Transition risks Impact on asset management income
  • In order to transition to a society with low or net-zero carbon emissions, regulations on GHG emissions will be tightened and a carbon tax will be introduced, making the use of fossil fuels more difficult.
  • Expanded use of new technologies (renewable energy, etc.) in response to these environmental changes.
  • Increased investment and financing (green finance) to companies, technologies, and projects that contribute to low or net-zero carbon emissions.
  • In the medium-term, up to the middle of this century, some industries will be significantly affected by tighter regulations on GHG emissions, the introduction of a carbon tax, the replacement of old technologies with new low or net-zero carbon technologies, and changes in consumer values and behaviors.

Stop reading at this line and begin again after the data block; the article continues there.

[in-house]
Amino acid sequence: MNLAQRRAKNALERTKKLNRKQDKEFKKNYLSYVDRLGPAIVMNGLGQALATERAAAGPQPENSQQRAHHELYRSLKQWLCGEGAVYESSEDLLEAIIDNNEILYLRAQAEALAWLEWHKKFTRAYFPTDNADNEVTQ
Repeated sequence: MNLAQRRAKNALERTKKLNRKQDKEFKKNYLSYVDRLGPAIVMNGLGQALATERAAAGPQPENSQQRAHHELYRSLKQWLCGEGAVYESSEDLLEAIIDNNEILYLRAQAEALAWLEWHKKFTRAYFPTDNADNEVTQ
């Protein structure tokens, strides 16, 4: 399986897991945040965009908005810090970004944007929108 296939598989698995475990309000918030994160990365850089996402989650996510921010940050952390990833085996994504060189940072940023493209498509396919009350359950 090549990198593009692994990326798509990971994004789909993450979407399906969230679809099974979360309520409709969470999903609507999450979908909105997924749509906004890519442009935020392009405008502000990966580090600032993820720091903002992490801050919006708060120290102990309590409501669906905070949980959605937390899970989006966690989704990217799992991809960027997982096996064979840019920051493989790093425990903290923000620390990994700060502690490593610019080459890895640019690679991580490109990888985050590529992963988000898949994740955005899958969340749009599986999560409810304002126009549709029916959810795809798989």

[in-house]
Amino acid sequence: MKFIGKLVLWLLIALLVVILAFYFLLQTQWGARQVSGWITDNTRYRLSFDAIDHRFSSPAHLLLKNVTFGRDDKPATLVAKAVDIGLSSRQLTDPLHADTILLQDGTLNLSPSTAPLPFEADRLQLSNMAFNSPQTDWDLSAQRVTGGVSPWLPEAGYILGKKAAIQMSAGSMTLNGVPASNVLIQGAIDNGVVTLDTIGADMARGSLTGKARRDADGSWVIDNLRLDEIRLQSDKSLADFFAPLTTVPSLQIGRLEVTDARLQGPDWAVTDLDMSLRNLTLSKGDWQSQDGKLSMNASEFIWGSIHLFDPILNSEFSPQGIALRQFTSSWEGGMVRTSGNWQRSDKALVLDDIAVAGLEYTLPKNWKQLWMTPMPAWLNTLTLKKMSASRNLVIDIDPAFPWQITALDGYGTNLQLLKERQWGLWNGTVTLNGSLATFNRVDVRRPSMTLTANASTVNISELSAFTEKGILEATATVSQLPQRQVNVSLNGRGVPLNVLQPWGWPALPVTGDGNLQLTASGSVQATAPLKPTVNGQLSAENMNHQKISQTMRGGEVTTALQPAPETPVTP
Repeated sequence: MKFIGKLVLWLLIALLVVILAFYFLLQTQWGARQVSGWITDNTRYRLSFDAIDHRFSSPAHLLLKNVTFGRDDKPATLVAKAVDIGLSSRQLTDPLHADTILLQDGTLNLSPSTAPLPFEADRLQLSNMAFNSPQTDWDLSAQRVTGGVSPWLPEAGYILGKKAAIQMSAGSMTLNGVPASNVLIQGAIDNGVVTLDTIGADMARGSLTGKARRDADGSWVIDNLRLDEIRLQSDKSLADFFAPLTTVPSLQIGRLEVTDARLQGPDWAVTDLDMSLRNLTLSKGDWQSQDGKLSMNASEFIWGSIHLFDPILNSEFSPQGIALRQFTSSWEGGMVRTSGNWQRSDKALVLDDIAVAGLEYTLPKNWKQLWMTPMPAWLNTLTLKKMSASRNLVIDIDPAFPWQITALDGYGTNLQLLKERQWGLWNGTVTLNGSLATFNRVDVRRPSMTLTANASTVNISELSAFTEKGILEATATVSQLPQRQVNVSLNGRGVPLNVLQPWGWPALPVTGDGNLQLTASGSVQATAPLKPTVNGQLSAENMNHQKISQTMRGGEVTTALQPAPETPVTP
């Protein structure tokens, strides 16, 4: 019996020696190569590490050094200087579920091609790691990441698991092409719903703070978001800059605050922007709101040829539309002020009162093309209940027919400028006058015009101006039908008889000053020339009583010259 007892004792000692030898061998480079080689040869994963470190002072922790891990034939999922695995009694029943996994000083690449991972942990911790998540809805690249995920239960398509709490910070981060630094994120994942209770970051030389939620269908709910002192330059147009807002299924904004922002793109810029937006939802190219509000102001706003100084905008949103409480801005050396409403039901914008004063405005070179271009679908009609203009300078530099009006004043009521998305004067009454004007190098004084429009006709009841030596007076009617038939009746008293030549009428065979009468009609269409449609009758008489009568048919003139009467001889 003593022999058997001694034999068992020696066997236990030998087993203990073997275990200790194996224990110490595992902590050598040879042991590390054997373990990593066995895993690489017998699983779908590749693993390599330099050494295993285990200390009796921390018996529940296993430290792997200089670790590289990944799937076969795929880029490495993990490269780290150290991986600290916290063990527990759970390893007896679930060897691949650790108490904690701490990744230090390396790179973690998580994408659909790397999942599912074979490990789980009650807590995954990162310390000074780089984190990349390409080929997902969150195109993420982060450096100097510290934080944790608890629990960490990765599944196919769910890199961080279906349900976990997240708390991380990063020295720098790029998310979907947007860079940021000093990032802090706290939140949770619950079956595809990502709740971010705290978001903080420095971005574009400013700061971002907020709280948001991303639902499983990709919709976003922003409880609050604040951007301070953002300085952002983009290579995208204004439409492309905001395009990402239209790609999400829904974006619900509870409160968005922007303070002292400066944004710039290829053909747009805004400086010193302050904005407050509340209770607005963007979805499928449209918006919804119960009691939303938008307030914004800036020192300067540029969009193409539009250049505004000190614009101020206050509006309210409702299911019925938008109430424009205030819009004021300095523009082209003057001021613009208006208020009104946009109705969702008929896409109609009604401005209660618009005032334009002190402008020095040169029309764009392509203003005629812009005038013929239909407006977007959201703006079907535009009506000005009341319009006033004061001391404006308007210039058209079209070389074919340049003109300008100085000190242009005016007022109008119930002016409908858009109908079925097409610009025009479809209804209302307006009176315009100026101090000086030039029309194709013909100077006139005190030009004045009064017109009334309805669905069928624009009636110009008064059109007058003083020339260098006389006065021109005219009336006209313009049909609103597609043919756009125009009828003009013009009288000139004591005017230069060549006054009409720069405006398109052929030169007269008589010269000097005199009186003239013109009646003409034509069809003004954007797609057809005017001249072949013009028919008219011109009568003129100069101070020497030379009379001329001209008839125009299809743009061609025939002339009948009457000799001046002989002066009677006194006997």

• To avoid damage to asset management income from the impact on the investees and borrowers of the Group, we will work as appropriate in accordance with the Principles for Responsible Investment (PRI) through the promotion of investment and financing activities to businesses and companies that contribute to the transition to a society with low or net-zero carbon emissions, for example renewable energy businesses, and through engagement with existing investees.
  • The medium-term impact on the investees and borrowers of the Group will be smaller, since there will be no sudden changes in the environment expected in the 2°C scenario.